An Alaska state worker who claimed her health insurance plan's refusal to cover gender transition-related surgery violated federal anti-discrimination law has agreed to settle her suit for $70,000.
Ocwen Loan Servicing LLC has urged the Seventh Circuit to reverse an Illinois federal judge's ruling that Zurich American Insurance Co. has no duty to defend it in a suit that accuses the company of causing a debtor harm when it invaded her privacy with repeated calls to her cellphone and home telephone.
The U.S. Supreme Court's Monday ruling that Title VII of the Civil Rights Act bans discrimination against LGBTQ people strengthens the argument that employee health plans must cover treatments for transgender workers, such as hormone-replacement therapy and gender-transition surgery.
Society Insurance urged a Wisconsin federal judge to toss a proposed class action suit accusing it of wrongfully denying coverage for COVID-19-caused losses for bars and restaurants, arguing Monday that the businesses are still open for takeout and never lost access to their locations.
A transgender University of Arizona professor's suit claiming the state's employee health care plan unlawfully denies gender confirmation-related surgeries will move forward as a class action, after an Arizona federal judge adopted recommendations for certification Monday.
An Oregon federal judge has ruled that lawyers who helped a driver win claims in a two-phase trial against her insurer will be paid only $179,000 for the second phase, or a quarter of the $715,000 they'd requested.
A Florida federal judge has approved a settlement ending a class action by hepatitis C patients who said health insurance company Centene denied them coverage of drugs that cure the liver disease.
An Illinois appellate panel on Friday agreed with a lower court that John Crane Inc. has not shown that it has exhausted its primary policy layers, denying it access to excess insurance coverage for tens of thousands of underlying asbestos suits.
Insurance broker Swingle Collins & Associates has urged a Texas federal judge to excuse it from a suit accusing it of misrepresentation in a COVID-19-related business loss dispute, saying a Dallas restaurant group failed to allege any wrongdoing on its part.
A group of Lloyd's underwriters have sued a yacht owner in London to stop its lawsuit against a marine surveyor over $6.3 million in repair damages from proceeding in America, saying the vessel owner agreed to settle any claims in the U.K.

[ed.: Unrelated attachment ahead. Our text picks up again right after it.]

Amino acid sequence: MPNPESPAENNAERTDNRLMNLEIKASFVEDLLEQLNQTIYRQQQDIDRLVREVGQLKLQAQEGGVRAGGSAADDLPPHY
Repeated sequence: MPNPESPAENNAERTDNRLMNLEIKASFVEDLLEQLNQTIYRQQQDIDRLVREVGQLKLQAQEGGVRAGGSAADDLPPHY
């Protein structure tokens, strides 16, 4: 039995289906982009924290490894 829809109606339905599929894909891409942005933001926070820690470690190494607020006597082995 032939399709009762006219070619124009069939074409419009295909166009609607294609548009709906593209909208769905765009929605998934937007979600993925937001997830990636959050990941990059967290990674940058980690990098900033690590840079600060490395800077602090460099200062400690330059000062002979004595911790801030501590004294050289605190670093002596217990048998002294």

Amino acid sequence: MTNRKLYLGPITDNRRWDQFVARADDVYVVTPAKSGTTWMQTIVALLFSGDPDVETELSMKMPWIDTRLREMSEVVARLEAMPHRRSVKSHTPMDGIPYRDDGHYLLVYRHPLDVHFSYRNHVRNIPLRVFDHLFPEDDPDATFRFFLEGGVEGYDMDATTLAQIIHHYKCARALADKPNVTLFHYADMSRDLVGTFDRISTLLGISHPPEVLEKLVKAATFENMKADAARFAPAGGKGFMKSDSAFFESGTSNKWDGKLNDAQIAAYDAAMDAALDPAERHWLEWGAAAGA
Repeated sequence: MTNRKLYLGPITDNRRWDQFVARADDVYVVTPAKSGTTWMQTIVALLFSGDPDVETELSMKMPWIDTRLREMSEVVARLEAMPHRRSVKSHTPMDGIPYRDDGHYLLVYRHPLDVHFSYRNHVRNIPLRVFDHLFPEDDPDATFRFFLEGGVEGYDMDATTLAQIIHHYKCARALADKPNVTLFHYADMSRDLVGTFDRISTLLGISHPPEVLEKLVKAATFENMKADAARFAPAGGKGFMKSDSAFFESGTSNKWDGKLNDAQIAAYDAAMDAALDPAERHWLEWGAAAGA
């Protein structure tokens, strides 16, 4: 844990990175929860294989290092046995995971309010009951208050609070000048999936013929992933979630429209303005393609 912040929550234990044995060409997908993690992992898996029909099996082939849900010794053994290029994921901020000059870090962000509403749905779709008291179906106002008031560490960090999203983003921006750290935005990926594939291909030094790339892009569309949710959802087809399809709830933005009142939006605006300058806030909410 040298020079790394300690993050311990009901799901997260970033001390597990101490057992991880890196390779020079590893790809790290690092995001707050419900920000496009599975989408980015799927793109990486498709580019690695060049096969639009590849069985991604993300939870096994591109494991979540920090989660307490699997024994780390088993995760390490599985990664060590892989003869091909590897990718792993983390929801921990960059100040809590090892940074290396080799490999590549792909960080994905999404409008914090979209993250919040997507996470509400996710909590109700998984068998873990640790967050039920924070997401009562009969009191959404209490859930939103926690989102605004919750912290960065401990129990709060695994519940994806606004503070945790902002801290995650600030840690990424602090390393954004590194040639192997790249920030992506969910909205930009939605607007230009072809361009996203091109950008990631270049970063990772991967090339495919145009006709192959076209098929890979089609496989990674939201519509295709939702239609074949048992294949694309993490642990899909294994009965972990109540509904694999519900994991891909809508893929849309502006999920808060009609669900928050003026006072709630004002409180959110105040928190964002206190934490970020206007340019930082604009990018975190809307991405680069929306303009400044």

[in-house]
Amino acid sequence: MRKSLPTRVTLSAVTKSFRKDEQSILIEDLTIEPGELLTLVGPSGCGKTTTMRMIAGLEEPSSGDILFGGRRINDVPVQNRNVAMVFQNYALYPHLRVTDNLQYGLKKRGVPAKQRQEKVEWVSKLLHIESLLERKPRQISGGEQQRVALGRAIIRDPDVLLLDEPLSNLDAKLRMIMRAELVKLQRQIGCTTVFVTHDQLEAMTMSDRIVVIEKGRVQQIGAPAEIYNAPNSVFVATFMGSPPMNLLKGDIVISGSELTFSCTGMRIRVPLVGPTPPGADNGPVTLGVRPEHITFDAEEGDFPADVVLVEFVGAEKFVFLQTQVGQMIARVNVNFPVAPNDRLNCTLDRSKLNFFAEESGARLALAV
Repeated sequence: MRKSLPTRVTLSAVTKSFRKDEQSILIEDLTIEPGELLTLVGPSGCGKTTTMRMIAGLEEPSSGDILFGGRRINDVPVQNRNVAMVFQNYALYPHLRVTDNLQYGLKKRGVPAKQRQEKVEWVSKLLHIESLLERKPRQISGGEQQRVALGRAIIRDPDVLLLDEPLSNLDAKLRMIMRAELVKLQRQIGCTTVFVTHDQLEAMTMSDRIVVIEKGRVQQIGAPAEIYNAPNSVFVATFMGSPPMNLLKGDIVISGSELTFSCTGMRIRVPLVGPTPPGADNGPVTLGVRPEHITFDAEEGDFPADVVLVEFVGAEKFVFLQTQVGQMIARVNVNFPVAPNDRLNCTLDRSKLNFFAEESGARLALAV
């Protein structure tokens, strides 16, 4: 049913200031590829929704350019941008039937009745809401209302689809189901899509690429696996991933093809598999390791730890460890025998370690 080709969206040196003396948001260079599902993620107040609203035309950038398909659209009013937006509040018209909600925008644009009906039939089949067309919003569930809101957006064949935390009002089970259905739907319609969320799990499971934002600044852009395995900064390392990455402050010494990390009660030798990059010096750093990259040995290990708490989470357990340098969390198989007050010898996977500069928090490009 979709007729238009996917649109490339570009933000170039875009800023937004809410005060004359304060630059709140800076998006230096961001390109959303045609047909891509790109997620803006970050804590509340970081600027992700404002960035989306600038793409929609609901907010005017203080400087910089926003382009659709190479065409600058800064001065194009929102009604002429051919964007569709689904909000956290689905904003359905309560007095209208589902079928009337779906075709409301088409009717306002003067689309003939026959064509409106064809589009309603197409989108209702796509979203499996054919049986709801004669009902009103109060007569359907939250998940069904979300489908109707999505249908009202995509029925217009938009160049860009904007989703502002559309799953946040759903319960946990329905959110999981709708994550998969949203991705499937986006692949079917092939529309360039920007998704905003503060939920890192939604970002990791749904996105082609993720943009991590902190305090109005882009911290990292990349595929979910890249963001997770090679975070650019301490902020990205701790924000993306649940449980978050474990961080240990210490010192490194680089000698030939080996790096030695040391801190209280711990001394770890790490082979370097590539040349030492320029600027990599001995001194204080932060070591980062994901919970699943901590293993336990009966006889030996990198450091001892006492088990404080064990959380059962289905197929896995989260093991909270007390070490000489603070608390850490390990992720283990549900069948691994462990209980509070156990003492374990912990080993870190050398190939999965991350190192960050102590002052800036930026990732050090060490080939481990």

A Hines joint venture has landed $182 million in financing from MetLife for a four-building office campus in Irvine, California, according to an announcement Monday from borrower-side broker JLL.
The Trump administration on Friday finalized a rule tossing civil rights protections for transgender patients against discrimination by doctors and health insurance companies from the Affordable Care Act, a move that has been vigorously challenged since it was first proposed.
As superintendent of New York's Department of Financial Services, Linda Lacewell has spent the past three months working to limit economic fallout from the nation's worst coronavirus outbreak. Now with the tricky process of reopening underway, Lacewell spoke with Law360 about the response and what else is on her agenda.
Emmy Award winner Tracey Bregman is suing Lloyd's of London in California Superior Court, accusing it of underpaying benefits from a $9 million policy after her Malibu, California, house was destroyed by a wildfire in 2018.
The Italian insurance company Generali said Thursday that it will pay 245 million Swiss francs ($257.2 million) to resolve arbitration relating to its $1.57 billion sale of Swiss private bank BSI to the Brazilian investment bank BTG Pactual.
An Illinois federal judge on Friday tossed whistleblower claims that Safeway overbilled federal and state health care programs for prescription drugs, saying that when the programs were established no authoritative guidance warned the grocery chain away from "what was an objectively reasonable position."
A proposed class of Amtrak, Lowe's Cos. and Warner Media employees with HIV and AIDS urged the Ninth Circuit in a video hearing on Friday to revive claims that their health plans discriminate by providing medications solely through CVS Health Corp., which only provides mail and drop box delivery.
Travelers Property Casualty Co. has slapped Qatar Airways with a suit in Texas federal court seeking more than half a million dollars in reimbursement for over $81 million in cargo losses it covered for Alcon Laboratories Inc.
A Pennsylvania restaurant seeking insurance coverage for losses caused by the COVID-19 pandemic argued to a federal court in a proposed class action that the "virus exclusion" in many policies is invalid because the insurance industry allegedly misrepresented the exclusion to state regulators nearly 15 years ago.
An insurance company founded by a prominent Texas family has beaten a family member's claims that he was kicked off its advisory board for bringing up ethical concerns, after a Texas federal judge found he wasn't protected by the Sarbanes-Oxley Act's retaliation provision as a contractor.
The past week in London has seen Indian lenders reignite their bankruptcy dispute against a beer tycoon facing fraud charges overseas, a woman fight fraud findings made against her in a Financial Conduct Authority case, and Glencore target a Serbian oil company. Here, Law360 looks at those and other new claims in the U.K.